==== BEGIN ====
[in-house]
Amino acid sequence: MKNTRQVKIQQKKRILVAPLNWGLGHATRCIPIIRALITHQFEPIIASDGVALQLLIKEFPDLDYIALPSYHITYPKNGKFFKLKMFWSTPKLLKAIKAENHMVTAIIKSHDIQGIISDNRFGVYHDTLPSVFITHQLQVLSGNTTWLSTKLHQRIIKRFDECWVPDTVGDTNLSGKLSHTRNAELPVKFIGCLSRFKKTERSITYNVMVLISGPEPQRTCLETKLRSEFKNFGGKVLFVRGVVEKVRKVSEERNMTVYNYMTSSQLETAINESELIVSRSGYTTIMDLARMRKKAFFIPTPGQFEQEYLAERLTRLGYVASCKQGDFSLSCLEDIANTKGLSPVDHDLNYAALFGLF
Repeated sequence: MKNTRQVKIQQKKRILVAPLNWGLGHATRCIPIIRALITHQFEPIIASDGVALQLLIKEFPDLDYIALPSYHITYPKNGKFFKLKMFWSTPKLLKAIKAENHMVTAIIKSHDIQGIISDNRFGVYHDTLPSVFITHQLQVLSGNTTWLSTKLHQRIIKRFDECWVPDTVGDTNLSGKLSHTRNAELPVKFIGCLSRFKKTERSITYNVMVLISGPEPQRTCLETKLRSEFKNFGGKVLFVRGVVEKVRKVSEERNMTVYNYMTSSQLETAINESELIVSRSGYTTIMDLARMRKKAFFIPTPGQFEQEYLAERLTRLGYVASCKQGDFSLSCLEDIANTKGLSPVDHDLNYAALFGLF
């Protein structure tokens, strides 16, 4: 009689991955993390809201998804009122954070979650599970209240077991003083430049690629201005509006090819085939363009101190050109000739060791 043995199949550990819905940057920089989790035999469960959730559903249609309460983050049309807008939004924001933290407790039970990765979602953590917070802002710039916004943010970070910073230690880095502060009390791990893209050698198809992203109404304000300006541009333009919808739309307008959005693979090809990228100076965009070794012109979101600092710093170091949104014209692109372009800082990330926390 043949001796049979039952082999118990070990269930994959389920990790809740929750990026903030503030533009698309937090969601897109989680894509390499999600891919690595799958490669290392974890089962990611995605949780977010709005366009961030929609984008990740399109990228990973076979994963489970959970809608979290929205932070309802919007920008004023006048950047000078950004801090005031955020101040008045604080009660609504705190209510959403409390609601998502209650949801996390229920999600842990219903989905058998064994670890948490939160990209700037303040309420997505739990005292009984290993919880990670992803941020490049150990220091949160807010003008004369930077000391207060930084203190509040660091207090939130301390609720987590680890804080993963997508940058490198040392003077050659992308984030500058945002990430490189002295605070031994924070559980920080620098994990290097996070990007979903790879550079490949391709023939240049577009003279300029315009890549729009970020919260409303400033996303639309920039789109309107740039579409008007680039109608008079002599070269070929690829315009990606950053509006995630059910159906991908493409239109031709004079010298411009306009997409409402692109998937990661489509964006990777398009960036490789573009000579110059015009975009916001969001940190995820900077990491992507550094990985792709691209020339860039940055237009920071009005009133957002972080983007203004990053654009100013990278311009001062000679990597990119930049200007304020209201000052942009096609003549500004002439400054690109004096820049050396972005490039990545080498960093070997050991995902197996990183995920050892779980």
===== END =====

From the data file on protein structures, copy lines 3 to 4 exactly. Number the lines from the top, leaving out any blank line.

Repeated sequence: MKNTRQVKIQQKKRILVAPLNWGLGHATRCIPIIRALITHQFEPIIASDGVALQLLIKEFPDLDYIALPSYHITYPKNGKFFKLKMFWSTPKLLKAIKAENHMVTAIIKSHDIQGIISDNRFGVYHDTLPSVFITHQLQVLSGNTTWLSTKLHQRIIKRFDECWVPDTVGDTNLSGKLSHTRNAELPVKFIGCLSRFKKTERSITYNVMVLISGPEPQRTCLETKLRSEFKNFGGKVLFVRGVVEKVRKVSEERNMTVYNYMTSSQLETAINESELIVSRSGYTTIMDLARMRKKAFFIPTPGQFEQEYLAERLTRLGYVASCKQGDFSLSCLEDIANTKGLSPVDHDLNYAALFGLF
């Protein structure tokens, strides 16, 4: 009689991955993390809201998804009122954070979650599970209240077991003083430049690629201005509006090819085939363009101190050109000739060791 043995199949550990819905940057920089989790035999469960959730559903249609309460983050049309807008939004924001933290407790039970990765979602953590917070802002710039916004943010970070910073230690880095502060009390791990893209050698198809992203109404304000300006541009333009919808739309307008959005693979090809990228100076965009070794012109979101600092710093170091949104014209692109372009800082990330926390 043949001796049979039952082999118990070990269930994959389920990790809740929750990026903030503030533009698309937090969601897109989680894509390499999600891919690595799958490669290392974890089962990611995605949780977010709005366009961030929609984008990740399109990228990973076979994963489970959970809608979290929205932070309802919007920008004023006048950047000078950004801090005031955020101040008045604080009660609504705190209510959403409390609601998502209650949801996390229920999600842990219903989905058998064994670890948490939160990209700037303040309420997505739990005292009984290993919880990670992803941020490049150990220091949160807010003008004369930077000391207060930084203190509040660091207090939130301390609720987590680890804080993963997508940058490198040392003077050659992308984030500058945002990430490189002295605070031994924070559980920080620098994990290097996070990007979903790879550079490949391709023939240049577009003279300029315009890549729009970020919260409303400033996303639309920039789109309107740039579409008007680039109608008079002599070269070929690829315009990606950053509006995630059910159906991908493409239109031709004079010298411009306009997409409402692109998937990661489509964006990777398009960036490789573009000579110059015009975009916001969001940190995820900077990491992507550094990985792709691209020339860039940055237009920071009005009133957002972080983007203004990053654009100013990278311009001062000679990597990119930049200007304020209201000052942009096609003549500004002439400054690109004096820049050396972005490039990545080498960093070997050991995902197996990183995920050892779980």